The Roland Chorus DC-50 is a rare 1976 bucket-brigade device (BBD) delay and chorus effects unit.

Despite its name, 'digital', the Roland DC-50 is anything but digital. In fact, the delay lines are created using a bucket-brigade device or BBD.

A Bucket Brigade Device (or BBD) is an analog circuit contained within a small chip that delays an incoming audio signal. This “circuit-within-a-circuit” was the main reason why an analog delay could fit into stompbox form. The term “Bucket Brigade” is a reference to the technique used by firefighters to put out a fire by passing buckets of water, one by one, down a line. The water in this example is the incoming audio signal. The “buckets” in a BBD come in the form of a series of capacitors inside the chip. Capacitors “carry” the signal much like the buckets carry the water. Because the capacitors are continuously filling and emptying, this slows down or “delays” the signal as it takes more time to pass through the BBD. What's more, imagine a line of 1024 firefighters, each passing a bucket of water to each other… that’s a fair amount of spillage. This spillage also occurs in the BBD meaning more noise and distortion added to the signal. Add to that the “ticking” noise introduced by the CLOCK and you have a signal that needs some clever filtering to get rid of the unwanted noise. This filtering leads to a delay signal that is much “darker” than the input guitar signal.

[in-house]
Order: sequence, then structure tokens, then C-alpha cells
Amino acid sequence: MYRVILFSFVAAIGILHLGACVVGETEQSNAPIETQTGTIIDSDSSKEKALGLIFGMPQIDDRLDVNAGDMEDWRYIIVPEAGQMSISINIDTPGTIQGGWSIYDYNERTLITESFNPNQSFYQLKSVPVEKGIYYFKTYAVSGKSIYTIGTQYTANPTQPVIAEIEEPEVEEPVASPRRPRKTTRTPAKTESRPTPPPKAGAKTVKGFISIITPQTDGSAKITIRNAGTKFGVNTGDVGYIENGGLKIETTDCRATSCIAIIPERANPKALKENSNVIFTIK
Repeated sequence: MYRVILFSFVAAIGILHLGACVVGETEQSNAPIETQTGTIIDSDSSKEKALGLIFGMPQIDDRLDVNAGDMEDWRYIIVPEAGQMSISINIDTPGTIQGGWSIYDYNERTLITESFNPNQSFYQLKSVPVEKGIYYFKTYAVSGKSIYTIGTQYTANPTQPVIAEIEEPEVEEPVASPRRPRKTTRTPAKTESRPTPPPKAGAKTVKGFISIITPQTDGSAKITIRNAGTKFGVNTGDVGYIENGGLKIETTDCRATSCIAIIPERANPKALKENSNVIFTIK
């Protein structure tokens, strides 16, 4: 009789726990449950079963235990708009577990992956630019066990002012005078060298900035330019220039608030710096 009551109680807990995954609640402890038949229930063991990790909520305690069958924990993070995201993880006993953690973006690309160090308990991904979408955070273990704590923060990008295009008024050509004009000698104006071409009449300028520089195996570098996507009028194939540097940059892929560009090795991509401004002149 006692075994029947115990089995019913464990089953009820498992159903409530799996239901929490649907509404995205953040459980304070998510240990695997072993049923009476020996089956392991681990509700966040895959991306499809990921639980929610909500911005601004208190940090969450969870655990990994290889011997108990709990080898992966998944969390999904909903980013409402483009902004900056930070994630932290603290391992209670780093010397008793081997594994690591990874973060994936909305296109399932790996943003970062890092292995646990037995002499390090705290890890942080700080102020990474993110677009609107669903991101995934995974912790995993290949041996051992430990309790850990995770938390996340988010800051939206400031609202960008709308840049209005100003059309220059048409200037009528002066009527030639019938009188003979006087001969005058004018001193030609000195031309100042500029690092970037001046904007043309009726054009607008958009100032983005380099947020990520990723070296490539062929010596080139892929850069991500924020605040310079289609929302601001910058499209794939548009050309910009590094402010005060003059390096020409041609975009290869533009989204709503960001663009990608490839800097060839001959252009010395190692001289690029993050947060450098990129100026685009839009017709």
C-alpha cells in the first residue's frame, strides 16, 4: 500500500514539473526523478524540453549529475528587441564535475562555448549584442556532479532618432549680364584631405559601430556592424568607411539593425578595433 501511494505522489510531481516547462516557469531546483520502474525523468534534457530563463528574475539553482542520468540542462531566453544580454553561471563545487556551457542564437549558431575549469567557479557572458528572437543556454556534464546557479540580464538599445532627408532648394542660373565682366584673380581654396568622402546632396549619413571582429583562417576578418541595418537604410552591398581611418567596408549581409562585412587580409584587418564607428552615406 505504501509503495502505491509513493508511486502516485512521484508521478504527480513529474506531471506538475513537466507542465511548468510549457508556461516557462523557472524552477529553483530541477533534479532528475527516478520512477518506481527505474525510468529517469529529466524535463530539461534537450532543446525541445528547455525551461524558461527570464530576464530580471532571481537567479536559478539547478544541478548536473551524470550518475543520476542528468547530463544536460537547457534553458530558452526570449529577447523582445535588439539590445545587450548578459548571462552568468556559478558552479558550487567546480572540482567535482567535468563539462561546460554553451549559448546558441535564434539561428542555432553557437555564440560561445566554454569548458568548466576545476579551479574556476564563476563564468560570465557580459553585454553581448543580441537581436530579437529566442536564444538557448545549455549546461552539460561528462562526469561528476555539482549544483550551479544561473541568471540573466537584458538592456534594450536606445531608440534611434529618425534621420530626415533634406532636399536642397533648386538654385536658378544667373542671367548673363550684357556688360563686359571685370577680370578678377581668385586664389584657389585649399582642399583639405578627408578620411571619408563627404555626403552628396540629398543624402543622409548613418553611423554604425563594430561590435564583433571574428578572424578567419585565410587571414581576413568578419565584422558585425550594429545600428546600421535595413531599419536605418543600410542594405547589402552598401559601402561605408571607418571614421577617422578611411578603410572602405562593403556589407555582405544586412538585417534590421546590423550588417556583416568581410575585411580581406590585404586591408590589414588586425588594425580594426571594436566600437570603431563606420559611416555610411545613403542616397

This frequency difference between the clean and delayed signal is what gives analog delay its desired response. The dark repeats wash away in the background and don’t get “in the way” of your original audio signal. It is this specific carachteristic that makes BBD delays so desirable as an audio effect. The characteristic warm, smooth and organic sound of an analog delay is actually due to its limitations and not because of any mystical mojo in a chip. Effects with BBDs at its core are a great example of how an effect can inspire a whole generation of music and artists – even though it technically isn’t a “perfect design”.

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